Joint Tenancy and Tenancy by the Entirety: Creditor Liabilities

Joint tenancy and tenancy by the entirety are two separate forms of property ownership. In a joint tenancy, the co-owners (tenants) of the property own an undivided share/interest in the property. The most important aspect of a joint tenancy is that it has a beneficiary designation. If one of the tenants dies, his/her interest in the property passes automatically to the other tenant. This is not the case with other forms of property ownership, like a tenancy in common.
To create a joint tenancy, the so-called “four unities” must be present: (1) unity of time, (2) unity of title, (3) unity of interest, and (4) unity of possession.
A tenancy by the entirety, on the other hand, is essentially property owned jointly by a husband and wife. In Missouri, an instrument that would create a joint tenancy in any two grantees will also create a tenancy by the entirety if the grantees are husband and wife. In the case of dissolution of marriage, a tenancy by the entirety will be severed.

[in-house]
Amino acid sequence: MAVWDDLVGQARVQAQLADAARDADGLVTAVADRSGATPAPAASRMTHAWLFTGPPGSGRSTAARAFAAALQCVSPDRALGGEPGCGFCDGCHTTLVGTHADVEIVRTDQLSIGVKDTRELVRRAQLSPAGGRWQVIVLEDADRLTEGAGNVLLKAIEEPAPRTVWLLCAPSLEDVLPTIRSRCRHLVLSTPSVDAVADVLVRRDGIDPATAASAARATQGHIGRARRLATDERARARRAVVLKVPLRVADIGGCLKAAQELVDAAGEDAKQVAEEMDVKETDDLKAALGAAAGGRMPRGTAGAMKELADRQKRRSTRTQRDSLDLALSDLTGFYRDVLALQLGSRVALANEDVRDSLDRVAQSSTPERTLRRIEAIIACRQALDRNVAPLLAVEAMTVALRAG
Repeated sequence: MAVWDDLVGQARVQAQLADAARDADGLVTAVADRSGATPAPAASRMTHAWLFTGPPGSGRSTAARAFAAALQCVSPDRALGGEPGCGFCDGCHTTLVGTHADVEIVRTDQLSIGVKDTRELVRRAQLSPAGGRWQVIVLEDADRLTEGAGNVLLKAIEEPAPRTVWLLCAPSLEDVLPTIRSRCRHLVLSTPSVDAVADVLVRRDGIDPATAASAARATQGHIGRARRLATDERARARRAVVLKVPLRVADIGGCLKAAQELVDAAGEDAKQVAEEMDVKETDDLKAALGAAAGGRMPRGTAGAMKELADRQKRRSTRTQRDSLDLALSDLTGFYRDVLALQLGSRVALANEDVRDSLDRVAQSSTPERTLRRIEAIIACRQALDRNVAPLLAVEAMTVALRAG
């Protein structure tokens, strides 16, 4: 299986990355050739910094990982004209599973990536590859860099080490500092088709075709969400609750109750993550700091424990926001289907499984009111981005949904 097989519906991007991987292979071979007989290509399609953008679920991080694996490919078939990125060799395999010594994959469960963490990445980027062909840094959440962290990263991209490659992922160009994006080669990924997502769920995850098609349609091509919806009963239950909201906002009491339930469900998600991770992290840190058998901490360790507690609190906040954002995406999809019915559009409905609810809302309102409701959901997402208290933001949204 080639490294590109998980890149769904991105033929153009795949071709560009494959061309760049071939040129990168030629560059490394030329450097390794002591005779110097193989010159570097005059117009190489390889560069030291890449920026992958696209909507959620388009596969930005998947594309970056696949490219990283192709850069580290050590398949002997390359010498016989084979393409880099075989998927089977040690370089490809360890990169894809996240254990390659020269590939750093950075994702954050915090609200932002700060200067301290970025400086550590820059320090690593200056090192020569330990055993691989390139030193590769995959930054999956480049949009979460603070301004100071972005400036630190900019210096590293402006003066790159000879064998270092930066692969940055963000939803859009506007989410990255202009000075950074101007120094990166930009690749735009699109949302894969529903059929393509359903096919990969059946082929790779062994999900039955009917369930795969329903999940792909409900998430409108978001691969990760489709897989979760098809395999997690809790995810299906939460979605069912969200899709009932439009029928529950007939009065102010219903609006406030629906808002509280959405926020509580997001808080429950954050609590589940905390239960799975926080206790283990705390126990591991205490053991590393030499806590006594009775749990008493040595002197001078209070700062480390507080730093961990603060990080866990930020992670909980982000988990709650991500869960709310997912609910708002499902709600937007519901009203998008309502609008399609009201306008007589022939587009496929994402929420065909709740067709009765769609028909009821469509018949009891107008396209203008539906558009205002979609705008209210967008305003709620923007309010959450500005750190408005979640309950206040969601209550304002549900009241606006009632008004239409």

There are many advantages to holding title to property jointly. Title usually passes immediately, thereby avoiding the need for probate administration. Claims of creditors may be defeated (e.g., with a tenancy by the entirety, entirety property cannot be levied upon to satisfy the individual debts of only one of the spouses). Funds are immediately available for use and it is in many ways much more efficient.
Contact us if you have any questions pertaining to joint tenancy, tenancy by the entirety, or other forms of personal and real property ownership or conveyances.

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